Women who are now aged between 25 and 34 could end up with a pension that’s 11% smaller than men when they retire, according to data analysed by Fidelity International.
In its , the investment company calculated that the average pension for a man at the state pension age of 68 will be worth £142,836, compared to only £126,784 for women.
The report cited career breaks to look after children, as well as to care for elderly relatives, as some of the factors that were causing the gap.
Maike Currie, Investment Director at Fidelity International, reportedly that the industry itself was also partly to blame for the gap because it had failed to engage with women.
Gap could be closed if women contributed additional £35 per month
The investment company found that the gap could be closed if women were to dedicate an extra 1% of their salary towards their pensions in their early careers. It said that this equated to an additional contribution of £35 per month on average, for 39 years.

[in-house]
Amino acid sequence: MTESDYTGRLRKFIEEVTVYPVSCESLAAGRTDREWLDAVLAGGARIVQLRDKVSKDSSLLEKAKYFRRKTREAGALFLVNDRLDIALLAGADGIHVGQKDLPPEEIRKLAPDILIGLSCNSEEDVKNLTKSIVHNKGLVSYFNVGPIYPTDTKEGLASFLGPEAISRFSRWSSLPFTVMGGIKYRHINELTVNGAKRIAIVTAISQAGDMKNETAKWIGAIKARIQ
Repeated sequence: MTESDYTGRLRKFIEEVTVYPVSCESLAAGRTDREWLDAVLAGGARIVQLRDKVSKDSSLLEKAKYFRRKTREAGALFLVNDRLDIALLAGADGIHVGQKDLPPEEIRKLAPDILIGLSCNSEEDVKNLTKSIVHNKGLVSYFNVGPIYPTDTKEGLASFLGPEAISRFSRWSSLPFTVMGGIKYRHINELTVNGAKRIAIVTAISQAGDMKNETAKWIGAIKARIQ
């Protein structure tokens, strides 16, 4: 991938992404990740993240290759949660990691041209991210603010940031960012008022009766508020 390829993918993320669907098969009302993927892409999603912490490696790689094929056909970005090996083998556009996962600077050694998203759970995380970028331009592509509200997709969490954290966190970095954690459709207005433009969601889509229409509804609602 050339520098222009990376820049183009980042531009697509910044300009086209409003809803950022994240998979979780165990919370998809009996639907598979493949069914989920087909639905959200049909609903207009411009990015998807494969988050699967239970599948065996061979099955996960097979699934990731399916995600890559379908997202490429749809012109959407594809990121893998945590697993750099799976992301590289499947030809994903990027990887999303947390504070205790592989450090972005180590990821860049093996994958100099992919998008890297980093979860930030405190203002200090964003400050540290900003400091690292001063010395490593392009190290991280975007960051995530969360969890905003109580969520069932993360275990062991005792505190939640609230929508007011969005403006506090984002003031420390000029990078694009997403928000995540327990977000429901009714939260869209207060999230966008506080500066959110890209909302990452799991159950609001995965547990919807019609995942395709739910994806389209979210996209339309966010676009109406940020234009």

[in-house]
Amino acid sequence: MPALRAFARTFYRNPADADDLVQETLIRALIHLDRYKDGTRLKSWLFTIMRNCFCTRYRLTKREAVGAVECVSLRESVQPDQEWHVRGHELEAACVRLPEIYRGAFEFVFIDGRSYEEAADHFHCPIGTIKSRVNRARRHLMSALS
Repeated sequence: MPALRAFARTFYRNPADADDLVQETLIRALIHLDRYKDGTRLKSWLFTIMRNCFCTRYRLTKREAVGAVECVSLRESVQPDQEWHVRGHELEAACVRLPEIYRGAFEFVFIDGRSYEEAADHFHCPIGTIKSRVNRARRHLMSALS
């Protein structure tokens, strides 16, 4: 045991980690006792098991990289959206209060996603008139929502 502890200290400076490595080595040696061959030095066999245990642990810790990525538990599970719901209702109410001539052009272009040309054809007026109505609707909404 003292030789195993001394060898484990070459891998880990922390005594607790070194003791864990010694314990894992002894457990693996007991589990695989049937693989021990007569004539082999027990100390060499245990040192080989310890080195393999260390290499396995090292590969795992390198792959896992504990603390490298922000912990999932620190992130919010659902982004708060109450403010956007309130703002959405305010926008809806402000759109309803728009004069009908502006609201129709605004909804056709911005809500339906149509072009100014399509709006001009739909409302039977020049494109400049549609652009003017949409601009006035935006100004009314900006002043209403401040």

In the report, Ms Currie said that a
“lack of time, confidence, access to the right information, industry jargon and not knowing where to start”, were just some of the obstacles that had stopped women from believing that investment was “for them”.
She pointed out that until these obstacles were addressed, women’s financial power could not be unlocked.
“Women favour the perceived caution of cash”
Ms Currie also pointed out women tended to favour the ”the perceived caution of cash”, rather than putting more money into their pension or even utilising “the tax-efficiency of stocks and shares ISAs”.
Over the last ten years, cash savings have offered very little return, as interest rates have been low.
Pension gap a “particular concern” for women over the age of 55
The report said that the pension gap was a “particular concern” to women aged 55 years old and over. When surveyed, 43% of this group did not know their pension’s value and 57% did not know where their pension was invested.
It also revealed that out of those who took part in the survey who hadn’t yet retired, over half “expressed some level of uncertainty as to how comfortable their retirement would be”.